I used to gamble a lot on horses when I was younger – a lot younger than I am now and naturally the motivation was to try and win money. As I got older and a bit more wiser I realised that gambling was a mug’s game and I stopped absolutely. However, when the mood takes me – and if I’m in a position to throw away a few bob, I will have a bet on the Grand National (although this year I wasn’t in any sort of financial position to take even the smallest gamble).
The Grand National is the pinnacle of national hunt racing in the UK and for all those involved in the sport, it’s the one they all want to win. For me, having a history of gambling on horses, it’s still the showpiece race of the year and I love the romance of the race, so many people, jockeys, trainers and owners looking to make a piece of Grand National history – and what romantic dreams has the race realised over the years, from three-time winner Red Rum, to cancer beating jockey Bob Champion winning the race on Aldaniti (all the more special since the horse had recovered from serious illness as well as the jockey). But for every romantic denouement, there’s always the tragic antithesis and again in this year’s race we’ve seen the demise of two more horses – including Cheltenham Gold Cup winner, Sychronized – who ironically enough would probably still be here had he bolted a little bit further just prior to the start of the race.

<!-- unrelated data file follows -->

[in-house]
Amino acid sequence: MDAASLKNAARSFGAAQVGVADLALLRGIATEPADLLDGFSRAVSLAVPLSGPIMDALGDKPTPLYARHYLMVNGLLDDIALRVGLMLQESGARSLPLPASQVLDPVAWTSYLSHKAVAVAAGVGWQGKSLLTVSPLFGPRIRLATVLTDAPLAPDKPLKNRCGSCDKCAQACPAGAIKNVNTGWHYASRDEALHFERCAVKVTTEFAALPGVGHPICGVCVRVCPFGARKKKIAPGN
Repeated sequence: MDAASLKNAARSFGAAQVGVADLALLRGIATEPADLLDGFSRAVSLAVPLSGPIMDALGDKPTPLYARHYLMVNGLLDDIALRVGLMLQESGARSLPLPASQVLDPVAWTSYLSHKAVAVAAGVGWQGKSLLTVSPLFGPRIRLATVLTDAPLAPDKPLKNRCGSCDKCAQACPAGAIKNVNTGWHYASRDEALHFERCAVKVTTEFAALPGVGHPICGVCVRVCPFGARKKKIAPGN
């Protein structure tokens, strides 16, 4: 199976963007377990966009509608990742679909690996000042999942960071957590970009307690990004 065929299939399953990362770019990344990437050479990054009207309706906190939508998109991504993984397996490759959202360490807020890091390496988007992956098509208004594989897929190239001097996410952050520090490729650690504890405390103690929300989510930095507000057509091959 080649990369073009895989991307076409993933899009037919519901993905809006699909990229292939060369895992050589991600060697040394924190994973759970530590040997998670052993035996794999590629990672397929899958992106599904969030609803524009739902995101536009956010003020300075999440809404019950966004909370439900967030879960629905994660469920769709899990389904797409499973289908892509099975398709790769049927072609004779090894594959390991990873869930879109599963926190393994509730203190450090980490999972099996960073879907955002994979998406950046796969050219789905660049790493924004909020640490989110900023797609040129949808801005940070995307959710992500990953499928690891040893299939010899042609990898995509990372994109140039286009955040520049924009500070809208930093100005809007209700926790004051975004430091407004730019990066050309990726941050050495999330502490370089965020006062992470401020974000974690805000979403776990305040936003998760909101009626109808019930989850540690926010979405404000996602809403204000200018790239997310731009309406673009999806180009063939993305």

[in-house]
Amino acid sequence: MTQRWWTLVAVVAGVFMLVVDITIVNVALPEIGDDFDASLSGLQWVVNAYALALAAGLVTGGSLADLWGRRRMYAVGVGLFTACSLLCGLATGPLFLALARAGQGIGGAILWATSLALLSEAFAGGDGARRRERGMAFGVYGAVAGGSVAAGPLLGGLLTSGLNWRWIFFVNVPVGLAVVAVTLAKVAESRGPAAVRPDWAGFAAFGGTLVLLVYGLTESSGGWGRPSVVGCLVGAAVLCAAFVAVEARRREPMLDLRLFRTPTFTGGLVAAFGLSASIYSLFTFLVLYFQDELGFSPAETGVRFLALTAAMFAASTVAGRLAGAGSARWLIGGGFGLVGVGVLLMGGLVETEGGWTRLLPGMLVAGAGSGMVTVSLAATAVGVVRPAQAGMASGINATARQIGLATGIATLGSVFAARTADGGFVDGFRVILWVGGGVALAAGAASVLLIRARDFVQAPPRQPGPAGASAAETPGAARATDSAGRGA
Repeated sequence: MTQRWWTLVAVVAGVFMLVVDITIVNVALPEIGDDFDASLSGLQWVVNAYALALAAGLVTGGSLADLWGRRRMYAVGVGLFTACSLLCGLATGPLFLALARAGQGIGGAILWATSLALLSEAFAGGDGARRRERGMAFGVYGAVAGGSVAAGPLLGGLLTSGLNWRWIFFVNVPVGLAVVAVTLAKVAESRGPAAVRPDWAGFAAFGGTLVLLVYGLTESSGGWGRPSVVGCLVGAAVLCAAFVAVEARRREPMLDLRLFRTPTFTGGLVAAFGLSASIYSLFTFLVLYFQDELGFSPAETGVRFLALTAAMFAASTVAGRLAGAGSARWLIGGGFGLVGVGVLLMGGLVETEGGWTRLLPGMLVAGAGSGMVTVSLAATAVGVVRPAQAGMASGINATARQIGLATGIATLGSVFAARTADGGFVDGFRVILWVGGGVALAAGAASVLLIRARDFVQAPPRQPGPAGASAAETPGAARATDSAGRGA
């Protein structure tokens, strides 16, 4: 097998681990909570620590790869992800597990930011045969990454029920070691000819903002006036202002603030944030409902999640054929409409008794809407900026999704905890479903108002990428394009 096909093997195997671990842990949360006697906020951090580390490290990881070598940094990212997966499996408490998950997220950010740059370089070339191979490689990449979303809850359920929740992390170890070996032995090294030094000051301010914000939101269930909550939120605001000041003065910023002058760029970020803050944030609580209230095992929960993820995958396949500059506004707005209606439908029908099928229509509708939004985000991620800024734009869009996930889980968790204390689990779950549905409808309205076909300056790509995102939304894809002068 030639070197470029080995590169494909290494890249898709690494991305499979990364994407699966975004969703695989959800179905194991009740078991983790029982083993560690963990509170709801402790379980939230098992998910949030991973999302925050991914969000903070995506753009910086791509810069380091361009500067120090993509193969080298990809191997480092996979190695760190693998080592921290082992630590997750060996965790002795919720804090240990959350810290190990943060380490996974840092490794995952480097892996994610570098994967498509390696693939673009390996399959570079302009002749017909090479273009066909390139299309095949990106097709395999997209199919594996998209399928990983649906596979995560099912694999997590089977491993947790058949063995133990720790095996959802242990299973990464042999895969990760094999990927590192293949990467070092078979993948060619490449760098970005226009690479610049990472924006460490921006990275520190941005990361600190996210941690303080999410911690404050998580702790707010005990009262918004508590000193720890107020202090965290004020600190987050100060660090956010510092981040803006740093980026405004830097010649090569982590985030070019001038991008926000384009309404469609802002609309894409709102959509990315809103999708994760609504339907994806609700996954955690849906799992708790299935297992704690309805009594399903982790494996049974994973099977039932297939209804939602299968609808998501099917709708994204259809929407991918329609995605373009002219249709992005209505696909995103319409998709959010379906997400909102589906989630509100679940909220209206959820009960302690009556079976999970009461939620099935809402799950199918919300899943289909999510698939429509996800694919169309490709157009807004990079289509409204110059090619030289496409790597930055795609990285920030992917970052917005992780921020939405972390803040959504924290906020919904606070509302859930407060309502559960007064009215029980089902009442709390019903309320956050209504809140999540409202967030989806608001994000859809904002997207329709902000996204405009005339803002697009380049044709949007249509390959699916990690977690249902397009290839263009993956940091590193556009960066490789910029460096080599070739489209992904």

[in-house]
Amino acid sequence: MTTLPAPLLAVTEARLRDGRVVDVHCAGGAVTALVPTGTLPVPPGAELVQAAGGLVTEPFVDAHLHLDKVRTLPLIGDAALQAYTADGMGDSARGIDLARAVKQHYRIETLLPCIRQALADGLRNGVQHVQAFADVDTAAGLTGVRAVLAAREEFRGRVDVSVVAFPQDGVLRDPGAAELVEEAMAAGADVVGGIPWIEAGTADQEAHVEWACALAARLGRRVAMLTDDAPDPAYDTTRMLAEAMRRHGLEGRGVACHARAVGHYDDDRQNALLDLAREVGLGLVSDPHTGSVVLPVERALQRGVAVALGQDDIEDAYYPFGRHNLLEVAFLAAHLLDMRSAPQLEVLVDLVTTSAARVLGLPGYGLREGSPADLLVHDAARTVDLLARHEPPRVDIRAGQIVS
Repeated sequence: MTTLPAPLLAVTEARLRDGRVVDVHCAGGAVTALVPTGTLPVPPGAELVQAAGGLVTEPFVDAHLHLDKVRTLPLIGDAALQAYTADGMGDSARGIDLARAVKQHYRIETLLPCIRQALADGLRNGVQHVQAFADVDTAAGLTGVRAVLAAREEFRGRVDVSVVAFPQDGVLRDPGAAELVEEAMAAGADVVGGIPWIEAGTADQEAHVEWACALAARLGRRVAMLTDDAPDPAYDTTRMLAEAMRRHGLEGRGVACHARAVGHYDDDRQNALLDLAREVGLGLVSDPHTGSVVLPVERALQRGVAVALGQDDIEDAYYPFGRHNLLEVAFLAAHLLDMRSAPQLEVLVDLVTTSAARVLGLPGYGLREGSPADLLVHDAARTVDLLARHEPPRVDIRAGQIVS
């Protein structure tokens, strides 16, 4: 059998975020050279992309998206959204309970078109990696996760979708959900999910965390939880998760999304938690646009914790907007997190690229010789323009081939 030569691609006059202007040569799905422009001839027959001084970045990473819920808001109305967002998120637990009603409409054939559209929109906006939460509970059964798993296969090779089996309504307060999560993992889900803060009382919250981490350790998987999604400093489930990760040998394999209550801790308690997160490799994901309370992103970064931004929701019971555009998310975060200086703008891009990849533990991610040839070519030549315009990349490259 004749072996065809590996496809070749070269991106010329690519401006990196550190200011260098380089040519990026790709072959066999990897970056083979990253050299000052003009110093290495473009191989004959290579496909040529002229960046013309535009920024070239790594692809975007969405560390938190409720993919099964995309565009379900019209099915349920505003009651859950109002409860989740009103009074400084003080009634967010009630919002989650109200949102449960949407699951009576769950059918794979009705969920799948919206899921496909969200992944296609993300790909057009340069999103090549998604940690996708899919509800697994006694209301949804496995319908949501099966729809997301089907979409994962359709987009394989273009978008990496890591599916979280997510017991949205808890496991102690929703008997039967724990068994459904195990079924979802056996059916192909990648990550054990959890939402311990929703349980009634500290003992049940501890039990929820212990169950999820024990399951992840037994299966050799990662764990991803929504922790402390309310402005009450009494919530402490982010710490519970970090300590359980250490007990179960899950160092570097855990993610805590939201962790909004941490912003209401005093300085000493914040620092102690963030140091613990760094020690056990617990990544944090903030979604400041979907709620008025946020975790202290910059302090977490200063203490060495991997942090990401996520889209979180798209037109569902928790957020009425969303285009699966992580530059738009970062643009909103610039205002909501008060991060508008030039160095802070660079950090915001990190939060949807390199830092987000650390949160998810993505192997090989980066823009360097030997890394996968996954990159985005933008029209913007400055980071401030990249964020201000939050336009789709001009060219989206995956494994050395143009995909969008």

Anyway, the point of the blog. Is it time to call time on this perilous race and the racing industry or is the demise of horses an acceptable hazard of horse racing? After all, it is an industry which creates jobs and work for a lot of people and what would we do with all the redundant thoroughbreds if there wasn’t a racing industry, start riding them into battle again? What are your thoughts?